With its arsenal of precision missiles that could target Israeli air bases and infantry forces hardened by the Syrian war, Hezbollah is a much more powerful enemy than Hamas. Over the weekend, The Wall Street Journal reported that Iran, which has long supplied Hezbollah with weapons, helped plan Hamas’s attack on Israel. Hezbollah’s entry into the war, however, could unleash direct Israeli strikes not just against Lebanon but also against Iran. Such an escalation could drag the U.S. into a much wider conflict—not something that Tehran is likely to be interested in at this stage

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Posted in Death / Burial / Funerals, Ethics / Moral Theology, Foreign Relations, Iran, Israel, Lebanon, Military / Armed Forces, Politics in General, Terrorism, The Palestinian/Israeli Struggle, Violence

(NYT Op-ed) Thomas Friedman on the Vicious Surprise Attack by Hamas on Israel–Israel’s Worst Day at War

Why did Hamas launch this war now, without any immediate provocation? One has to wonder if it was not on behalf of the Palestinian people but rather at the behest of Iran, an important supplier of money and arms to Hamas, to help prevent the budding normalization of relations between Saudi Arabia, Iran’s rival, and Israel. Such a deal, as it was being drawn up, would also benefit the more moderate West Bank Palestinian Authority — by delivering to it a huge infusion of cash from Saudi Arabia, as well as curbs on Israeli settlements in the West Bank and other advances to preserve a two-state solution. As a result, West Bank leaders might have earned a desperately needed boost of legitimacy from the Palestinian masses, threatening the legitimacy of Hamas.

That U.S.-Saudi-Israel deal also would have been a diplomatic earthquake that would have most likely required Netanyahu to jettison the most extreme members of his cabinet in return for forging an alliance between the Jewish state and the Sunni-led states of the Persian Gulf against Iran. Altogether, it would have been one of the biggest shifts in the tectonic plates of the region in 75 years. In the wake of this Hamas attack, that deal is now in the deep freeze, as the Saudis have had to link themselves more closely than ever with Palestinian interests, not just their own.

Indeed, within hours of the Hamas invasion, Saudi Arabia issued a statement saying, according to Al Arabiya network: “The kingdom is closely following up on the unprecedented developments between a number of Palestinian factions and the Israeli occupying forces,” adding that it has “repeatedly warned of the consequences of [the deterioration] of the situation as a result of the occupation as well as of depriving the Palestinian people of their legitimate rights and of [not halting] systematic provocations against their holy [sites].”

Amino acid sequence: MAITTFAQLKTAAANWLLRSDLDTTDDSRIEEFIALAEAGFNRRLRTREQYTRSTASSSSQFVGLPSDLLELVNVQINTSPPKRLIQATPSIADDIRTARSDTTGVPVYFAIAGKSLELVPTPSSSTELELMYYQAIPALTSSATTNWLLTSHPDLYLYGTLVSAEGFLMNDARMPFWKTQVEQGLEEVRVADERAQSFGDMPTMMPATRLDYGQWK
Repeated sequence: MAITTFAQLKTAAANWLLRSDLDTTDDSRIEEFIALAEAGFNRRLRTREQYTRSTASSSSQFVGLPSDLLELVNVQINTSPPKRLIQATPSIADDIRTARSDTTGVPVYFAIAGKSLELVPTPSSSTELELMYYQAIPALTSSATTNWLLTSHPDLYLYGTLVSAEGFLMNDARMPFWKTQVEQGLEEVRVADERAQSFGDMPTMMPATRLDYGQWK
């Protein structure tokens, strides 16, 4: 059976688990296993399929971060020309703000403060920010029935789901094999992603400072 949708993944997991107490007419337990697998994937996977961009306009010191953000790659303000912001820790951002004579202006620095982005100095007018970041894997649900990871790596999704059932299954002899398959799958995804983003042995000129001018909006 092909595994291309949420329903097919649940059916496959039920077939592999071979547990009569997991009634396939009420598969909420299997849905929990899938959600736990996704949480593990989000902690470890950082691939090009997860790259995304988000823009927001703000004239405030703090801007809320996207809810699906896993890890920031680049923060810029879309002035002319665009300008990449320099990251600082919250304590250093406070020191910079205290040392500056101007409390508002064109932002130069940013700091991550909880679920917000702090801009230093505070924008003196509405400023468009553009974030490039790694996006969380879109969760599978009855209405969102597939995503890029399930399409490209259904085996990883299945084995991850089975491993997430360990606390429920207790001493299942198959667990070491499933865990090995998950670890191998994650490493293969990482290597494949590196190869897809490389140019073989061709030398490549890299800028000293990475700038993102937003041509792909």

I am watching how the Hamas-Israel earthquake will shake up another earthquake..:Ukraine…

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Posted in America/U.S.A., Death / Burial / Funerals, Foreign Relations, Iran, Israel, Middle East, Politics in General, Saudi Arabia, Terrorism, The Palestinian/Israeli Struggle, Violence

Israel-Gaza Conflict–‘We Are at War,’ Netanyahu Says After Hamas Attacks

‘In an assault without recent precedent in its complexity and scale, the militants crossed into Israel by land, sea and air, according to the Israeli military, leading to some of the first pitched battles between large groups of Israeli and Arab forces on Israeli soil in decades…

All told, the Israeli military said that the militants had entered at least 22 Israeli towns, abducting soldiers and civilians, including an older grandmother.’

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Posted in Death / Burial / Funerals, Israel, Military / Armed Forces, Terrorism, The Palestinian/Israeli Struggle, Violence

(Bloomberg) As Iran Emerges From Isolation, Israel Is Feeling Cornered

Early this month, Israeli Prime Minister Benjamin Netanyahu held a mock wartime meeting of his security cabinet in a bunker. Communities in northern Israel are preparing shelters for a long-term conflict. And the military is working overtime on a new laser system to intercept rockets.

Their focus is Iran and its nuclear ambitions.

For years, Israel has considered a nuclear-armed Iran to be an existential threat, and directed its energies to confronting it and its regional proxies in Syria, Lebanon and the Palestinian areas.

But much is new in the past few months. Iran has emerged from diplomatic isolation, forging a key military alliance with Russia from which it’s seeking air defenses, restoring diplomatic ties with Saudi Arabia and pushing its allies to fire missiles at Israel. It is also enriching more and more uranium, including a small amount almost to weapons grade — while denying any plans for making a bomb.

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Posted in Foreign Relations, Iran, Israel, Middle East, Military / Armed Forces, Politics in General

(NYT) Amitai Etzioni, 94, Dies; Envisioned a Society Built on the Common Good

Amitai Etzioni, the Israeli-American sociologist who drew wide attention and storms of derision by fathering the Communitarian movement, a vision of society in which people are asked to care less about their own rights than about one another and the common good, died on Wednesday at his home in Washington. He was 94.

The death was confirmed by his son David.